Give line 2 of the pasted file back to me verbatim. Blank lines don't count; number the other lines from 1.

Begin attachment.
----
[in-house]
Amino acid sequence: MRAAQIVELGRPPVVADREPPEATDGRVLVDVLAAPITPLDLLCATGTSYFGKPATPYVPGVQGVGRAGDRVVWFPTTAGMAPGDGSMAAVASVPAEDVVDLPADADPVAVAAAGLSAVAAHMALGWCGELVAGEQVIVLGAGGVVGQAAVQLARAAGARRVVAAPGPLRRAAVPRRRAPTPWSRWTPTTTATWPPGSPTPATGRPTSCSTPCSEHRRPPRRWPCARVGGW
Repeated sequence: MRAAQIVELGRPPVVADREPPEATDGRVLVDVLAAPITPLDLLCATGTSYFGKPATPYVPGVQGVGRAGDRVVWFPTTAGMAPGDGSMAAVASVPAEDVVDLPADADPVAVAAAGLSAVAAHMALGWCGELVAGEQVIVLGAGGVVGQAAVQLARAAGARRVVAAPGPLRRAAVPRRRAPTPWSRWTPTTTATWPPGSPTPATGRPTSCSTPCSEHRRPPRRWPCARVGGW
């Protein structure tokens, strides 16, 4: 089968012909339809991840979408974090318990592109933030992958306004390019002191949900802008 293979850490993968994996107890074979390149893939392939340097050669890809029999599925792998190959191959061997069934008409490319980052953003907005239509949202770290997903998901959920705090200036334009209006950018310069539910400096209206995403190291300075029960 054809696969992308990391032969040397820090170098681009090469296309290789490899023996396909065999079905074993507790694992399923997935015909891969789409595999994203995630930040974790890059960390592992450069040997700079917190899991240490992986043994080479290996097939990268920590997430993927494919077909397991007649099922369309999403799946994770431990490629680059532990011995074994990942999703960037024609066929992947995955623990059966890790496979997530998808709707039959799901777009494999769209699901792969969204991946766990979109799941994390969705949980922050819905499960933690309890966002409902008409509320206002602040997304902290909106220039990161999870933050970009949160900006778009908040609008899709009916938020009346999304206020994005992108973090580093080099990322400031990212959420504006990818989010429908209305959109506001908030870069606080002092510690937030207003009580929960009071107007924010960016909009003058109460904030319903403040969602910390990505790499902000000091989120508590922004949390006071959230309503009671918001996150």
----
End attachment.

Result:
Amino acid sequence: MRAAQIVELGRPPVVADREPPEATDGRVLVDVLAAPITPLDLLCATGTSYFGKPATPYVPGVQGVGRAGDRVVWFPTTAGMAPGDGSMAAVASVPAEDVVDLPADADPVAVAAAGLSAVAAHMALGWCGELVAGEQVIVLGAGGVVGQAAVQLARAAGARRVVAAPGPLRRAAVPRRRAPTPWSRWTPTTTATWPPGSPTPATGRPTSCSTPCSEHRRPPRRWPCARVGGW